In just a four-year term, it’s not uncommon for a governor to watch high-level officials walk out the door -- sometimes several times for the same job.
Though there are no studies indicating which positions have the highest turnover, at least three have tended to come up in conversations with government officials over the last years: Medicaid directors, secretaries of health and human services, and chief information officers. Each tend to change leadership roughly every year and a half.
“Even in a year when we’ve only had a few new governors, we expect about 10 [new CIOs],” says Doug Robinson, executive director of the National Association of State Chief Information Officers.
That’s not a big shock. Many CIOs come from the private sector and are drawn by the prospect of serving the public. But when they get to the job, “they’re often surprised about the environment and how difficult it can be to move the ball forward,” says Robinson. “They’re not used to the bureaucratese.”
Such high turnover is hazardous to a state’s smooth functioning. When someone leaves a job, several keys to success are lost.
For one, “you lose institutional knowledge,” says Bill Leighty, former chief of staff for the Commonwealth of Virginia who now works in consulting.
However qualified the replacement for that job may be, progress will slow until the new leader understands all the moving parts of the work. This is especially true for Medicaid directors, who have been dealing with dramatic changes as a result of the landmark Affordable Care Act.
“Having turnover makes it challenging to keep your foot on the pedal,” says Matt Salo, executive director of the National Association of Medicaid Directors.
Knowledge (or lack thereof) isn’t the only thing that stunts progress. Frequent leadership transitions also lead to a loss of relationships, which is what makes many high-ranking state officials most effective. A sense of trust builds over time that helps people work together better. But when an official walks out the door, the relationships leave with them.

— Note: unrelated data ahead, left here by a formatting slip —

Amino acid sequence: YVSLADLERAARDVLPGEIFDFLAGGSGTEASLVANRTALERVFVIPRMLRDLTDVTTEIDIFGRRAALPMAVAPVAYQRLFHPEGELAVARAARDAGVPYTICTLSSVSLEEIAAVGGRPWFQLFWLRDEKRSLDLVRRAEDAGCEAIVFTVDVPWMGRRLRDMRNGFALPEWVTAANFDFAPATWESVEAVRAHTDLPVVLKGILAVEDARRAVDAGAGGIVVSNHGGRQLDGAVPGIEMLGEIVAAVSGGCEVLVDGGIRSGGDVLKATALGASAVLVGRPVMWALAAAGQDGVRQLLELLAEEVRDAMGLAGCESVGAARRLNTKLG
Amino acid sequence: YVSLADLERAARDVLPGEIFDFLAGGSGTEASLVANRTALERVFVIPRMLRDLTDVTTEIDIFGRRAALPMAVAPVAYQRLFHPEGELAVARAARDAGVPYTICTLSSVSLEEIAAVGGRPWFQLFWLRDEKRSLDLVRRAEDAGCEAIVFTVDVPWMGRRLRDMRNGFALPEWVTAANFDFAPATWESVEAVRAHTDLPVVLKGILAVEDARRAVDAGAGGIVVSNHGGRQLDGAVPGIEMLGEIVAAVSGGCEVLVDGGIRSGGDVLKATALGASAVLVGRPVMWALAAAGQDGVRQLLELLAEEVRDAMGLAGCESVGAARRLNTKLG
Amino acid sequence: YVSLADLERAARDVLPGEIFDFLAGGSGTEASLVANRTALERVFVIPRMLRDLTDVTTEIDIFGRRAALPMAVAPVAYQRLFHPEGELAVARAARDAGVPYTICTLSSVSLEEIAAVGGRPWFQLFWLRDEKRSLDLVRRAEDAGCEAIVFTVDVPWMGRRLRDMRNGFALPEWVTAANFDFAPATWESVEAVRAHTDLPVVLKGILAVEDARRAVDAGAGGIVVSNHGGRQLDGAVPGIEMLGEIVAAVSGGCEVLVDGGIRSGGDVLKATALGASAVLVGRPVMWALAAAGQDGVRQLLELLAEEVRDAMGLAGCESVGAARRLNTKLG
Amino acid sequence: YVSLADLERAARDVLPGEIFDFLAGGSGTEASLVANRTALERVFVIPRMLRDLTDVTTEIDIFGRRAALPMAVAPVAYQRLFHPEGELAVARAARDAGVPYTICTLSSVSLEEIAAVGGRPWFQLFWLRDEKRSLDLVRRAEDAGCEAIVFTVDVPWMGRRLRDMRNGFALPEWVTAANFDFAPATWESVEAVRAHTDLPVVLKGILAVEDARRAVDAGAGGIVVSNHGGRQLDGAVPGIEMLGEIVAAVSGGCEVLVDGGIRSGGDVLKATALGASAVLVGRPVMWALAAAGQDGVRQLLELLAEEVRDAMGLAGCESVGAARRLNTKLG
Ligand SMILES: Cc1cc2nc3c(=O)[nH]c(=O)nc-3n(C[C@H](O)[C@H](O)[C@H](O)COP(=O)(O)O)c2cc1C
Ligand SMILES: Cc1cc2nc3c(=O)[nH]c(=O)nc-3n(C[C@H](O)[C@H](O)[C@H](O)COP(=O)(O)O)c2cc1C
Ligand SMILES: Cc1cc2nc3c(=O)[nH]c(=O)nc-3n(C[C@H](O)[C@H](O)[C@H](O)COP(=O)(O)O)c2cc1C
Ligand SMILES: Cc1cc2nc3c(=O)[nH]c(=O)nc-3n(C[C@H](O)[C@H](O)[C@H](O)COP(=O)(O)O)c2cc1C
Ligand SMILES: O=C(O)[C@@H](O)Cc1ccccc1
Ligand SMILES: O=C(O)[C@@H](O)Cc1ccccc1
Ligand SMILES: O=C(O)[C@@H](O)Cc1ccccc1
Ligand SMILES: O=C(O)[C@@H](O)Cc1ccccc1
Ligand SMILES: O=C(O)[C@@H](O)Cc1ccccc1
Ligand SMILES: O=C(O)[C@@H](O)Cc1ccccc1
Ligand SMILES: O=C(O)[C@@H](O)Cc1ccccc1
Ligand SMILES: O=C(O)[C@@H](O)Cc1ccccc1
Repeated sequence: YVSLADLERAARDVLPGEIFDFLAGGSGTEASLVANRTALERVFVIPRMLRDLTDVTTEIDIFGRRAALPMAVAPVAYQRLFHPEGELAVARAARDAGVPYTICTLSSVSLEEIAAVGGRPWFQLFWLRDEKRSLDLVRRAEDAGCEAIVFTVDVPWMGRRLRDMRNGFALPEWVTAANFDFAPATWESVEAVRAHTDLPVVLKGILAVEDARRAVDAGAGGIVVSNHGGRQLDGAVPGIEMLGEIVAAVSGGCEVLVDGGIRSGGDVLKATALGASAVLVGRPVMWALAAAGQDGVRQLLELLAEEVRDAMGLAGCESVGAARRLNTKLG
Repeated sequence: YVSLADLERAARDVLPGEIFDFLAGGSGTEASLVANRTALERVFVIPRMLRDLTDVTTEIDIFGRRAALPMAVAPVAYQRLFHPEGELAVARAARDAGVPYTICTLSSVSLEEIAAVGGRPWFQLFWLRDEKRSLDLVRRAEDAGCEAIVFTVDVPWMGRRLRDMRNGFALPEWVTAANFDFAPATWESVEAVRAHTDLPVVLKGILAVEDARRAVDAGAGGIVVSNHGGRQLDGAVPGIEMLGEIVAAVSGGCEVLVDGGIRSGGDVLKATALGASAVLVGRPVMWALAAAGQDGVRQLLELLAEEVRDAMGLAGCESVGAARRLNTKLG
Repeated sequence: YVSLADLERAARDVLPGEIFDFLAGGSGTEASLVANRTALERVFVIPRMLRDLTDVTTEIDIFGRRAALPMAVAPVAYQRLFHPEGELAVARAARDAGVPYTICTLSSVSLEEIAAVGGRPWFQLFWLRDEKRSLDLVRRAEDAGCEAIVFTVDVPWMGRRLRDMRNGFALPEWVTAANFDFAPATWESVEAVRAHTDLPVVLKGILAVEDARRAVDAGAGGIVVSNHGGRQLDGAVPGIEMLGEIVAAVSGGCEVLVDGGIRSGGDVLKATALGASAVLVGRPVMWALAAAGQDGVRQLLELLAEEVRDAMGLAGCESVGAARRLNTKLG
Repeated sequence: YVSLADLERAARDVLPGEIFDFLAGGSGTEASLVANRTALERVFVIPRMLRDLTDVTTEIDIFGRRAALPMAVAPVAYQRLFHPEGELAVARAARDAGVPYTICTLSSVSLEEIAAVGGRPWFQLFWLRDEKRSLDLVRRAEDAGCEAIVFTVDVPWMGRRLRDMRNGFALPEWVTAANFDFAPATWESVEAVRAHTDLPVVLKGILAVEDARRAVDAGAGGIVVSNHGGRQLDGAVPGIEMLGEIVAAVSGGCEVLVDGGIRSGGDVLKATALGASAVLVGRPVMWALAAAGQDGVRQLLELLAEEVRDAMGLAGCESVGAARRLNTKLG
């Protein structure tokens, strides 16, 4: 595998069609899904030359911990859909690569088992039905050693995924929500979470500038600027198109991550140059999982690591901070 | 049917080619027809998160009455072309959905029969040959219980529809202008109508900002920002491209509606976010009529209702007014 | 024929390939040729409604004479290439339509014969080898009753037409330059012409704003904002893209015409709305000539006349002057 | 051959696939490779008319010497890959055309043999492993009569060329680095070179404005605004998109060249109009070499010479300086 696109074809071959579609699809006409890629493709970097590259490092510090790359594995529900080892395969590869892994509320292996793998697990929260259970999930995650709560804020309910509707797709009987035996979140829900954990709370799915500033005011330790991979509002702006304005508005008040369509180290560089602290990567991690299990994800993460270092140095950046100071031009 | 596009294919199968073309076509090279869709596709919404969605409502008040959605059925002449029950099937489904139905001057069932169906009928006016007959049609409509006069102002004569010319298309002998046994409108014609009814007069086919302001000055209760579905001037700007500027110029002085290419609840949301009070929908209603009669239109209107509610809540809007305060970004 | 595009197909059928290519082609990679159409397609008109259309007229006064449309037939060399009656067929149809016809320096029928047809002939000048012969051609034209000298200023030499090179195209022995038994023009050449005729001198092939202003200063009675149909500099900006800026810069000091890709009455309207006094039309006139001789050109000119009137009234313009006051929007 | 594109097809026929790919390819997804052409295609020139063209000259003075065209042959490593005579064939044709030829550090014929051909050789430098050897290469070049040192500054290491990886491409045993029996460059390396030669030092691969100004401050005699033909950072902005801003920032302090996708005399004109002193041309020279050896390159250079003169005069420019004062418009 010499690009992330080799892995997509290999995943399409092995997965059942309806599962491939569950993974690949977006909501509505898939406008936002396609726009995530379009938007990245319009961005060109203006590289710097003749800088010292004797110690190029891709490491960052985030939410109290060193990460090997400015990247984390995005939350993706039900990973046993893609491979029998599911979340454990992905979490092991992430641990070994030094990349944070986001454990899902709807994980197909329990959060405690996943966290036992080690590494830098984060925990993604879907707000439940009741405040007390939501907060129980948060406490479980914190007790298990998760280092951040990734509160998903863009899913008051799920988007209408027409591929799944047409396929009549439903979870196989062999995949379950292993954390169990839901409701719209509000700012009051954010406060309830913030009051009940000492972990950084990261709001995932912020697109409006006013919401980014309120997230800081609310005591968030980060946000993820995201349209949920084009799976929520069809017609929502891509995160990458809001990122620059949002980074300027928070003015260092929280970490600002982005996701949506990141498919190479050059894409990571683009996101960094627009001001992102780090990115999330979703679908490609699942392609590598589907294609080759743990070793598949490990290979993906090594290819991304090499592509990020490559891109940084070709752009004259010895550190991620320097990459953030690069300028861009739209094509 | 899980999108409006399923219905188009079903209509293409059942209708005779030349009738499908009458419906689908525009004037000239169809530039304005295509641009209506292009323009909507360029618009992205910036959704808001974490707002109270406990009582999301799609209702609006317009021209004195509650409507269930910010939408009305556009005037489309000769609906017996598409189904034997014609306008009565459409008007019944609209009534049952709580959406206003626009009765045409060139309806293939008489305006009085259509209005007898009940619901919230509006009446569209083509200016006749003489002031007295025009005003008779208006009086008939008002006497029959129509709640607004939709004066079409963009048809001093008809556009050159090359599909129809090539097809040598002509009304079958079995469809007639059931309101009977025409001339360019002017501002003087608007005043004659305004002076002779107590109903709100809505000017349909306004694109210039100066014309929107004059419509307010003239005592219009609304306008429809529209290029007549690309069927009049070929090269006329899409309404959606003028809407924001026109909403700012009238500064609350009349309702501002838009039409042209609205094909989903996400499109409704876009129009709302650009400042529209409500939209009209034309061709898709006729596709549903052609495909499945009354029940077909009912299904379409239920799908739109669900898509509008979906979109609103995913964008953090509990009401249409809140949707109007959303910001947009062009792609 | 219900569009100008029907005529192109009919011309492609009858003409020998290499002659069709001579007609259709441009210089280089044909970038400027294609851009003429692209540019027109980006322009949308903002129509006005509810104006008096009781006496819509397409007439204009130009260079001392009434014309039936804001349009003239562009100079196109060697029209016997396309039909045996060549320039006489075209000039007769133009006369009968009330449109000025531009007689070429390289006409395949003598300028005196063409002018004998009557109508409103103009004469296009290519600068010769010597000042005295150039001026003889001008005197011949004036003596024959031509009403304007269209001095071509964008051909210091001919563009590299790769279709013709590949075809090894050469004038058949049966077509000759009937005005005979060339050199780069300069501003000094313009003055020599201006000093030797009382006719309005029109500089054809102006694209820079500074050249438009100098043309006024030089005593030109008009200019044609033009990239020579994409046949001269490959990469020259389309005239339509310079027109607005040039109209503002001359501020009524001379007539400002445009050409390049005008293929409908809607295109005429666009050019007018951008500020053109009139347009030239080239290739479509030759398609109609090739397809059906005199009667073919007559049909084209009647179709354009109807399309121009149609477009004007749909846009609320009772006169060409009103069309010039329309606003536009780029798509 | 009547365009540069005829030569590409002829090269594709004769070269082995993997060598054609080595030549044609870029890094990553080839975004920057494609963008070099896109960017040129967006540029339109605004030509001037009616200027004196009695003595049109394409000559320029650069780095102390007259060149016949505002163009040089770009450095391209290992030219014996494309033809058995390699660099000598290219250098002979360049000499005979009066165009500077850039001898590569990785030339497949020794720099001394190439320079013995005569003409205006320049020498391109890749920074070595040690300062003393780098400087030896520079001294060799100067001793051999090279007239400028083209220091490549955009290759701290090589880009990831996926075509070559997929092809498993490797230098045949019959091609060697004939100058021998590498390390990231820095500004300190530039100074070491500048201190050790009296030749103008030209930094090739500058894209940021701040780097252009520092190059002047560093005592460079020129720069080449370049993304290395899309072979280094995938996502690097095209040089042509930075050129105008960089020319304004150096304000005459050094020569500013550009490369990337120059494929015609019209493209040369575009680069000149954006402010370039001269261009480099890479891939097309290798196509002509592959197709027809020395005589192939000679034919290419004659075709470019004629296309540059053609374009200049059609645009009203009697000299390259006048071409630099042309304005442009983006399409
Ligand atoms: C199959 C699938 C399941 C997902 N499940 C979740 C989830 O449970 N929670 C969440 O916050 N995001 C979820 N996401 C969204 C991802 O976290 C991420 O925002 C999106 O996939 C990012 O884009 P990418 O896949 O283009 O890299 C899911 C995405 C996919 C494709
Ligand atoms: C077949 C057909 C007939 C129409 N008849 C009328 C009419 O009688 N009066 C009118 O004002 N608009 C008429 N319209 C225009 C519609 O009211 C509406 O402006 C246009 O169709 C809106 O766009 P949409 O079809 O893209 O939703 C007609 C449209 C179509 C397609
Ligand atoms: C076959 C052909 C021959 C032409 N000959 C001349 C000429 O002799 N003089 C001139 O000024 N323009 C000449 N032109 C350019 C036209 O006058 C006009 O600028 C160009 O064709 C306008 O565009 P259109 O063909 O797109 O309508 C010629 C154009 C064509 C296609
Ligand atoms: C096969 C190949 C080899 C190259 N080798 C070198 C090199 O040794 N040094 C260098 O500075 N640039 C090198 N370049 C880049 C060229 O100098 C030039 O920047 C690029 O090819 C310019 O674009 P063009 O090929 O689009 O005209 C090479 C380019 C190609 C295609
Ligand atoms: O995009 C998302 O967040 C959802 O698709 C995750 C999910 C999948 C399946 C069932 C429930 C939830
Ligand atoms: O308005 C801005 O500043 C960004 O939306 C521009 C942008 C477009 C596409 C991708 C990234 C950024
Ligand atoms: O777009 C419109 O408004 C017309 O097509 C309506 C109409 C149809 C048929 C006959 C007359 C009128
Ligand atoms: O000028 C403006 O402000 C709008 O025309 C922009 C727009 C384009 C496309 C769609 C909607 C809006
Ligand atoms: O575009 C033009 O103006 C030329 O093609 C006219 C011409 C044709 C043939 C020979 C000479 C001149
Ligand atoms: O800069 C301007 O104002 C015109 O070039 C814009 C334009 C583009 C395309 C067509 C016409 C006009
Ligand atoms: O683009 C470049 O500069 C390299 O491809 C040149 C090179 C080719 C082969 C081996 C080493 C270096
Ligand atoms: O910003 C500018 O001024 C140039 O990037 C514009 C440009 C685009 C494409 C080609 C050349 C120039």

As painful as these premature exits may be, they sometimes have benefits.
“It can be a healthy disruption when it lets people take a step back and see if they’re meeting the mission of the organization,” says Tracey Wareing Evans, executive director of the American Public Human Services Association. “A new leadership comes in with a new set of questions. So it’s not all negative.”
But why do many officials depart more frequently than the governors for whom they work?
On occasion, it’s due to a well-publicized negative event. In child welfare agencies, for example, “when there’s an unnecessary death of a child in the system, many times a qualified person needs to leave,” says Wareing.
This can be true whether or not the official had any real responsibility for the deaths. Doug Racine, now a consultant, fell victim to the tendency to purge leaders after tragedy strikes. After two children died under his watch as the secretary of human services in Vermont, he was fired months later. But there was no public statement connecting him to the deaths.
“The reviews of those child fatalities all pointed to the lack of adequate staffing,” he explains. “not only in child protection but judiciary and so on. It was a systems issue.”
Far more frequently, though, state officials leave for other reasons. That’s because men and women with the kind of expertise for these jobs can easily find more lucrative work in the private sector. Then there’s the stress associated with many high-level state positions, which can lead to premature burnout.
“Many [Medicaid directors] say they could easily spend 100 percent of their time putting out fires, but they also have to spend a fair amount of time thinking about the future,” says Salo. “They universally say that it was the hardest job they’ve ever loved.”